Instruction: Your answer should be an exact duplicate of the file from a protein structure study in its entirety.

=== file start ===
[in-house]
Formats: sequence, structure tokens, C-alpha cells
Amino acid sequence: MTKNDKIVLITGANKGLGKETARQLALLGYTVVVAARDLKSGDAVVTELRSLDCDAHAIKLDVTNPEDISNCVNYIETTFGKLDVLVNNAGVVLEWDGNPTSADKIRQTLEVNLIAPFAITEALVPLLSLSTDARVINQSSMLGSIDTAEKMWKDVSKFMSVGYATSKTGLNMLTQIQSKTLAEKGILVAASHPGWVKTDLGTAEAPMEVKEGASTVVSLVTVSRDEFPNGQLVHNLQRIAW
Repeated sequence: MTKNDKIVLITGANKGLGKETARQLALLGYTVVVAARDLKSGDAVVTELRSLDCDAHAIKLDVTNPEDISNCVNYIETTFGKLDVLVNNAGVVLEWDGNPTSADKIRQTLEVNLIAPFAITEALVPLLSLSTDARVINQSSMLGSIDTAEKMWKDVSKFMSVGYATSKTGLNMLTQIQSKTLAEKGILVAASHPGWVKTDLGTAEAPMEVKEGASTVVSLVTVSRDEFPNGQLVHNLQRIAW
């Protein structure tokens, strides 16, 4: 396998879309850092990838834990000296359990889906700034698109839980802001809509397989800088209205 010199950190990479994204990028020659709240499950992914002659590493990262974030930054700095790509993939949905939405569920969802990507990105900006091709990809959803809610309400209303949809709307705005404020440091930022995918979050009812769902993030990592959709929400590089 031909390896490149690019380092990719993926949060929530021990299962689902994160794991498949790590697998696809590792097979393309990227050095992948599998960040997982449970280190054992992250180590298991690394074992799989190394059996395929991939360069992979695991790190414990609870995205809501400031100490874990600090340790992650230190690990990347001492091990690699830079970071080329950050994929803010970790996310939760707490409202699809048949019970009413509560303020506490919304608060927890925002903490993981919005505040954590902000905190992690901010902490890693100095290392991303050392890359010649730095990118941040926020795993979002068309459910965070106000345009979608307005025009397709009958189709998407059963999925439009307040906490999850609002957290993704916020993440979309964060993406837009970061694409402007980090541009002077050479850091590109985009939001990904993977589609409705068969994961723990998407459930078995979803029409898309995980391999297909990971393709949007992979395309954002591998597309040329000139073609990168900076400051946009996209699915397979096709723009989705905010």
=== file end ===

[in-house]
Formats: sequence, structure tokens, C-alpha cells
Amino acid sequence: MTKNDKIVLITGANKGLGKETARQLALLGYTVVVAARDLKSGDAVVTELRSLDCDAHAIKLDVTNPEDISNCVNYIETTFGKLDVLVNNAGVVLEWDGNPTSADKIRQTLEVNLIAPFAITEALVPLLSLSTDARVINQSSMLGSIDTAEKMWKDVSKFMSVGYATSKTGLNMLTQIQSKTLAEKGILVAASHPGWVKTDLGTAEAPMEVKEGASTVVSLVTVSRDEFPNGQLVHNLQRIAW
Repeated sequence: MTKNDKIVLITGANKGLGKETARQLALLGYTVVVAARDLKSGDAVVTELRSLDCDAHAIKLDVTNPEDISNCVNYIETTFGKLDVLVNNAGVVLEWDGNPTSADKIRQTLEVNLIAPFAITEALVPLLSLSTDARVINQSSMLGSIDTAEKMWKDVSKFMSVGYATSKTGLNMLTQIQSKTLAEKGILVAASHPGWVKTDLGTAEAPMEVKEGASTVVSLVTVSRDEFPNGQLVHNLQRIAW
């Protein structure tokens, strides 16, 4: 396998879309850092990838834990000296359990889906700034698109839980802001809509397989800088209205 010199950190990479994204990028020659709240499950992914002659590493990262974030930054700095790509993939949905939405569920969802990507990105900006091709990809959803809610309400209303949809709307705005404020440091930022995918979050009812769902993030990592959709929400590089 031909390896490149690019380092990719993926949060929530021990299962689902994160794991498949790590697998696809590792097979393309990227050095992948599998960040997982449970280190054992992250180590298991690394074992799989190394059996395929991939360069992979695991790190414990609870995205809501400031100490874990600090340790992650230190690990990347001492091990690699830079970071080329950050994929803010970790996310939760707490409202699809048949019970009413509560303020506490919304608060927890925002903490993981919005505040954590902000905190992690901010902490890693100095290392991303050392890359010649730095990118941040926020795993979002068309459910965070106000345009979608307005025009397709009958189709998407059963999925439009307040906490999850609002957290993704916020993440979309964060993406837009970061694409402007980090541009002077050479850091590109985009939001990904993977589609409705068969994961723990998407459930078995979803029409898309995980391999297909990971393709949007992979395309954002591998597309040329000139073609990168900076400051946009996209699915397979096709723009989705905010």